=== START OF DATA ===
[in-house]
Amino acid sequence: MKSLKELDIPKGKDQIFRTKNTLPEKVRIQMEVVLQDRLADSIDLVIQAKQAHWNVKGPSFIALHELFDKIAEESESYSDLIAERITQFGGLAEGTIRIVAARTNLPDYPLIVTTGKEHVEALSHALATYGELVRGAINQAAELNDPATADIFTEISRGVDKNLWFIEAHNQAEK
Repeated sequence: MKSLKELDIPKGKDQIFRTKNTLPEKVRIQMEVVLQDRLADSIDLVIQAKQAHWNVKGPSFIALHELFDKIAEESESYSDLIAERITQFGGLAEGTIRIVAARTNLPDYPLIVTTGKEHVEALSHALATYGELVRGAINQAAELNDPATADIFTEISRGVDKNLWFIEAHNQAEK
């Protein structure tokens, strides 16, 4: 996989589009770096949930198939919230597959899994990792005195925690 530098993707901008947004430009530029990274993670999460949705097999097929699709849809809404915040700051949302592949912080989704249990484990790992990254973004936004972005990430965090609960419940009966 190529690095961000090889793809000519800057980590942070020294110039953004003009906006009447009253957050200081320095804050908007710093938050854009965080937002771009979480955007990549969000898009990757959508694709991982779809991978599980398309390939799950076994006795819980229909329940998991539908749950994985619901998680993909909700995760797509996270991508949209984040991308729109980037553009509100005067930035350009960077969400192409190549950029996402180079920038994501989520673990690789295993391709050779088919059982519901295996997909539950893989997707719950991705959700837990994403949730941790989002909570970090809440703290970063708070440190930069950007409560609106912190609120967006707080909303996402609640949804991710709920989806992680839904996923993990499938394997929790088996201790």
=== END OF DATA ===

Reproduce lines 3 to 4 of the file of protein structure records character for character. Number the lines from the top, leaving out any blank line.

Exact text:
Repeated sequence: MKSLKELDIPKGKDQIFRTKNTLPEKVRIQMEVVLQDRLADSIDLVIQAKQAHWNVKGPSFIALHELFDKIAEESESYSDLIAERITQFGGLAEGTIRIVAARTNLPDYPLIVTTGKEHVEALSHALATYGELVRGAINQAAELNDPATADIFTEISRGVDKNLWFIEAHNQAEK
């Protein structure tokens, strides 16, 4: 996989589009770096949930198939919230597959899994990792005195925690 530098993707901008947004430009530029990274993670999460949705097999097929699709849809809404915040700051949302592949912080989704249990484990790992990254973004936004972005990430965090609960419940009966 190529690095961000090889793809000519800057980590942070020294110039953004003009906006009447009253957050200081320095804050908007710093938050854009965080937002771009979480955007990549969000898009990757959508694709991982779809991978599980398309390939799950076994006795819980229909329940998991539908749950994985619901998680993909909700995760797509996270991508949209984040991308729109980037553009509100005067930035350009960077969400192409190549950029996402180079920038994501989520673990690789295993391709050779088919059982519901295996997909539950893989997707719950991705959700837990994403949730941790989002909570970090809440703290970063708070440190930069950007409560609106912190609120967006707080909303996402609640949804991710709920989806992680839904996923993990499938394997929790088996201790």